A SMIL document cannot be directly adapted so we introduced bijective translations from SMIL to the designed algebra. The adaptation can then take place within the algebra. However, after adaptation, the converse transformation does not necessarily yield a coherent document. So we produced a retrofitting procedure that we proved to yield a coherent document and preserving the neutrality and minimality requirements that characterise adaptation [Laborie 2004a]. In addition, we found that the generic distance we used in our initial proposal was not necessarily the best for all situations of transgressive adaptation. We have thus provided a case analysis of SMIL objects which finds the best distance in all circumstances [Laborie 2008b].

We have implemented our approach in an interactive adaptation system for SMIL documents [Laborie 2008c]. A prototype screencast is also available at Moreover, we have studied the computation time of adaptating solutions. We have also considered relation graphs containing mixed quantitative and qualitative relations. To efficiently check the satisfiability of this kind of temporal constraint network, we have to deal with the infinite domains of variables, which can generated an infinite number of candidates during backtrack algorithm. For solving this problem, we rely upon finite partitions of domains using bi-intervals (intervals of intervals) [Baget 2007a]. We have implemented sound and complete backtrack and forward checking algorithms and shown that bi-intervals, used in a hybrid algorithm which also instantiates constraints, improve backtrack efficiency.

Finally, we have considered media adaptation [Laborie 2007b]. For that purpose, we propose to adapt media items by replacing incompatible media items by others found on the web. The adapted media items must convey the same message as the original ones, while satisfying the target profile. We have presented a possible architecture to implement this and we have shown that search engines can already do it to a limited extent. Nonetheless, some results are unsatisfactory because media annotations lack semantics, are partial and are heterogeneous. Hence, we have proposed to use semantic web technologies, such as RDF descriptions, ontologies, ontology merging and matching, in order to select better alternatives, thus improving this adaptation framework.

Evaluating the transformations in function of the maximal preservation of temporal constraints is not always the best strategy. It is necessary to describe temporal scenario with richer structures (like those of rhetorical structure theory [Mann 1988] used in [Rutledge 2000]). We have considered the use of the author discourse in the context of semantic adaptation and have shown that specifying some rhetorical relations between multimedia objects, such as "examplified", may in turn identify implicit spatio-temporal relations between these objects [Laborie 2008b]. Hence, using the author discourse structure can be used to guide the adaptation process by providing adapted documents which are as close as possible from either the explicit document composition or the author discourse structure. Moreover, for SMIL documents, we have shown that this discourse may be specified with RDF triples in the SMIL Metadata Module. There remain a lot of work to be done in the exploitation of rhetorical representations.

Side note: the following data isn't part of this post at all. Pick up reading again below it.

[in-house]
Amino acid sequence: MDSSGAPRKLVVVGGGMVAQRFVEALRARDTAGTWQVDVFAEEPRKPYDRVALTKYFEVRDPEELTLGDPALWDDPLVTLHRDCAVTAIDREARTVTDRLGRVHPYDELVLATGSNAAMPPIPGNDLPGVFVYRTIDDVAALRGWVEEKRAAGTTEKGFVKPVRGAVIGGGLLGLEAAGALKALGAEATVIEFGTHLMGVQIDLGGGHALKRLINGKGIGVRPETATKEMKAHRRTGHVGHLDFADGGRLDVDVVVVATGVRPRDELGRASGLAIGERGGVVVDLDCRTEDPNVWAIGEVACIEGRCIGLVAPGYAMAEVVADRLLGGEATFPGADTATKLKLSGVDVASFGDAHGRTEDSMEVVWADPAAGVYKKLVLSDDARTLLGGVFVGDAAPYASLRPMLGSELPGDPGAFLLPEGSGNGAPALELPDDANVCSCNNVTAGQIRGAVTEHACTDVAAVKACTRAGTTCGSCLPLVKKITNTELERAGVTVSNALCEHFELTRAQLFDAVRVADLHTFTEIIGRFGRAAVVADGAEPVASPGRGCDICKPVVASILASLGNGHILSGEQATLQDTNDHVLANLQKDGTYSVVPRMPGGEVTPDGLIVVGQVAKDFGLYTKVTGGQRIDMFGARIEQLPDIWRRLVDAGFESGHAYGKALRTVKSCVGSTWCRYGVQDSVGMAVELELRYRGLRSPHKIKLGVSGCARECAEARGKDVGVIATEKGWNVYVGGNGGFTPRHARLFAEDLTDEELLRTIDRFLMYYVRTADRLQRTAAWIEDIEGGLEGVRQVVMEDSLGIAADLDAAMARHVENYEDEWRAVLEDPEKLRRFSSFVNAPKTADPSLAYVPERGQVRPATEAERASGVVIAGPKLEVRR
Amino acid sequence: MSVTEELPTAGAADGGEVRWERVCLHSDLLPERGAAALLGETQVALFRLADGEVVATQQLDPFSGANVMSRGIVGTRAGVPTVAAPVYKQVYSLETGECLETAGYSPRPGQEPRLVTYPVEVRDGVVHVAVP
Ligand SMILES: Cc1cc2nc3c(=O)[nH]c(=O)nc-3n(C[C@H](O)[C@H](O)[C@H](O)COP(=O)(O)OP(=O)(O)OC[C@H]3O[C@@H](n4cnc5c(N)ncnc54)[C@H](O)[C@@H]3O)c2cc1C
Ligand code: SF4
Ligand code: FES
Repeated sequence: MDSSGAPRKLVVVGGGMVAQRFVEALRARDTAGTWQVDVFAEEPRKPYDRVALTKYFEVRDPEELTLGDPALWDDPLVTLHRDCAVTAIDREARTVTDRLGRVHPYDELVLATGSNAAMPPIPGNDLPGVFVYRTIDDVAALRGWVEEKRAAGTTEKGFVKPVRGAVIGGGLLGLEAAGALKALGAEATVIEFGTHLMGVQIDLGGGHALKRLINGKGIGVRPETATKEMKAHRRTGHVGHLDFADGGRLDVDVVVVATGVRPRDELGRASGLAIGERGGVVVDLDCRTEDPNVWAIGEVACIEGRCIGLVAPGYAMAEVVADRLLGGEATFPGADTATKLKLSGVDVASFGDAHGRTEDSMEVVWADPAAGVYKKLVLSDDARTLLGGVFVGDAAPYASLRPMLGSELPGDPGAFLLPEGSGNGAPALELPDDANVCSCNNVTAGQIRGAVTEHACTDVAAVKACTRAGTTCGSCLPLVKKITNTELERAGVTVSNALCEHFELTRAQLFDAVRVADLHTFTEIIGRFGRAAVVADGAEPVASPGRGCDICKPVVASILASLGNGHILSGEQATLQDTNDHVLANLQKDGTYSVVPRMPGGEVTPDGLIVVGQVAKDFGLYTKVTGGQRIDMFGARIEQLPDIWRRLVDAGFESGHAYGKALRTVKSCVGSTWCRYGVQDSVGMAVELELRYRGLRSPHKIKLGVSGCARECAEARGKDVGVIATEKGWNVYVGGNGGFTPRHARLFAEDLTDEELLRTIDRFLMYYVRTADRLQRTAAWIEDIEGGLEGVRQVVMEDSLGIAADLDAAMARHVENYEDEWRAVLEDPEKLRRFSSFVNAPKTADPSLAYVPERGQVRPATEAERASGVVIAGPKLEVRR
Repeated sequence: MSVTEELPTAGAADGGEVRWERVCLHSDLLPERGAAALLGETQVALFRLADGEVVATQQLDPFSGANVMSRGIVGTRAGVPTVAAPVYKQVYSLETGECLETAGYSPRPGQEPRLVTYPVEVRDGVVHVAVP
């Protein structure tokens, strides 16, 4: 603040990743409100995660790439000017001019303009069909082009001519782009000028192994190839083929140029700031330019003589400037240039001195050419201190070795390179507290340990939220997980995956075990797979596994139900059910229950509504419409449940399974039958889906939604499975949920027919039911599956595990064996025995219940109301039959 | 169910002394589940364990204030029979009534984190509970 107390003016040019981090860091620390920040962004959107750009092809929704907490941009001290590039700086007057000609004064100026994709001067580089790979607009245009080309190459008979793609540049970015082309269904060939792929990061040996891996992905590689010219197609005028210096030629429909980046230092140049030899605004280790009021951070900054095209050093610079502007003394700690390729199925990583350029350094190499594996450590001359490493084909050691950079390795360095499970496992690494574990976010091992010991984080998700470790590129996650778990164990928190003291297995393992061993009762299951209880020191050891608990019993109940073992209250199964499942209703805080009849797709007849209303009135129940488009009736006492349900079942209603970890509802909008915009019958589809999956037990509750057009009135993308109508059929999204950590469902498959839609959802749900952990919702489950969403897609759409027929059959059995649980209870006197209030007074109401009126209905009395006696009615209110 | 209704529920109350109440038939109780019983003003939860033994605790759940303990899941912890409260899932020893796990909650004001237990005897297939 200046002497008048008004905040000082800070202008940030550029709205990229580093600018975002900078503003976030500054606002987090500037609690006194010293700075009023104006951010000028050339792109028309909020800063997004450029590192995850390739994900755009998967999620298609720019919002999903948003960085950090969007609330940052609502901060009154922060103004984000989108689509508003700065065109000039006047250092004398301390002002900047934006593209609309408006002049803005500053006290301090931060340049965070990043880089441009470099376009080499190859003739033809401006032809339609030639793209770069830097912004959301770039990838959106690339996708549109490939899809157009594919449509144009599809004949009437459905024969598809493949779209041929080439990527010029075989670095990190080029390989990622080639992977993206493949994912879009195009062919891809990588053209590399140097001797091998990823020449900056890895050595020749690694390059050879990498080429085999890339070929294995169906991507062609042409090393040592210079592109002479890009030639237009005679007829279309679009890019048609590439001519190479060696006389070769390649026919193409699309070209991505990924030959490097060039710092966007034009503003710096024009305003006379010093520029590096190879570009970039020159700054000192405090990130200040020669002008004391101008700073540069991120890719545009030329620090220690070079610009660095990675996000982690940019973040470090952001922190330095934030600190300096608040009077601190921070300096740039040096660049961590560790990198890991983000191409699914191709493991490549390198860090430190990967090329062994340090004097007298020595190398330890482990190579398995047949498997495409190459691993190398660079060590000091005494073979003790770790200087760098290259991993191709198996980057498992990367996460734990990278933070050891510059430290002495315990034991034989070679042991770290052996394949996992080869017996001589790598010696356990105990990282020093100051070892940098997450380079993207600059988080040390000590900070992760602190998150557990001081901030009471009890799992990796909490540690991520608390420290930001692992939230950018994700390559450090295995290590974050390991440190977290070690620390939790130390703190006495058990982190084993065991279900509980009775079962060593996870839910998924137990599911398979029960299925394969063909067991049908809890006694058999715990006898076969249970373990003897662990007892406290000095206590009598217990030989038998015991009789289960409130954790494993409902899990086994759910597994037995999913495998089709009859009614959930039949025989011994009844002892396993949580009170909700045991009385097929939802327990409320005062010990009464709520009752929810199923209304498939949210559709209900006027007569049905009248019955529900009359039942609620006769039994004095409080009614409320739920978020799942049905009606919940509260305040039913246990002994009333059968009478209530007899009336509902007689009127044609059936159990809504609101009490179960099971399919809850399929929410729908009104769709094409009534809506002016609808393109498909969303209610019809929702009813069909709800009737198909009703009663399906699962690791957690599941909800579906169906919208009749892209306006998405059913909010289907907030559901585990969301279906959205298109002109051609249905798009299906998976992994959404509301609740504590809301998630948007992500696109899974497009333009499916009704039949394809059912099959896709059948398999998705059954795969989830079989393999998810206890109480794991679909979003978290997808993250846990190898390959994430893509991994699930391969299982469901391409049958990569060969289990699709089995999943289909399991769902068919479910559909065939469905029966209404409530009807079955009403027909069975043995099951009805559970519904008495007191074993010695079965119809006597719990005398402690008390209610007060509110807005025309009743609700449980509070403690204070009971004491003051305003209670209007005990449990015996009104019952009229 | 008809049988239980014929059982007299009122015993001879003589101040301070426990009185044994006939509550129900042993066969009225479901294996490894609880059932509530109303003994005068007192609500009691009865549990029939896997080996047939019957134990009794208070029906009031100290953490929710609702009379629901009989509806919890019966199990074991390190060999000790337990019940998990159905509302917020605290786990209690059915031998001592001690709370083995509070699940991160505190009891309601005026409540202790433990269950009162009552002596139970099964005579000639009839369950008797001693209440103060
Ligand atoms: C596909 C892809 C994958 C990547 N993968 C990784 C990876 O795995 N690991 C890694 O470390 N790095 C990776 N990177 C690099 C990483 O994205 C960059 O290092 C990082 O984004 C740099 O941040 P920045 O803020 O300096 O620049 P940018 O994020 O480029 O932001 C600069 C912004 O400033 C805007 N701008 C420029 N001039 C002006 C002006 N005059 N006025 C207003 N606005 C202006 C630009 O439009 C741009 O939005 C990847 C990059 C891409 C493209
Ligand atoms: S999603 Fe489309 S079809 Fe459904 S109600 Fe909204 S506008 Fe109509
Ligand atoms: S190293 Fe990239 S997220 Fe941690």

We have proposed an extension to SPARQL that allows to generate any kind of XML documents from multiple RDF data and a given XML template [Alkhateeb 2008c]. Thanks to this extension, an XML template can itself contain SPARQL queries that can import template instances. Such an approach allows to reuse templates, divide related information into various templates and avoid templates containing mixed languages. Moreover, reasoning capabilities can be exploited using RDFS, and document adaptation could be achieved using the SPARQL FILTER clause in order to restrict the answers to the set that satisfies the given profile.

This work is a joint work with Nabil Layaïda (WAM project). It has been the DEA of Victor Dias and the thesis of Sébastien Laborie.

References on multimedia adaptation

Self interpreted logics and RDF entailment

We are interested in various knowledge representation languages whose formulas can be represented by graphs and where the truth value of a formula in a model-theoretic interpretation can be expressed by some kind of graph homomorphism. Such languages naturally encompass conceptual graphs or RDF, but also propositional logics, constraint networks or positive Datalog.

Inspired by conceptual graphs, we have adapted the reasoning operation used in this model (basically a graph homomorphism) to obtain sound and complete inferences in the Semantic Web languages RDF [Baget 2003c] and RDFS. These inferences can thus benefit from the efficient graph homomorphism algorithms developed for conceptual graphs [Baget 2003b].

Our work on graph-based knowledge representation languages, such as conceptual graphs and RDF, has led to identify similarities, not only between the algorithms used to compute entailment (different kinds of graph homomorphisms), but also in the way their semantics are expressed. In order to identify the logics that can benefit from this property, we obtained the following results:

Any conjunctive logic having a countable set of formulas is thus equivalent to a self-interpreted logic where both truth values and entailment are expressed via a graph homomorphism. However, the third item above being non constructive, such an equivalent logic cannot be automatically generated. We have instead adopted another approach, where the semantics of a language is described via graph homomorphisms.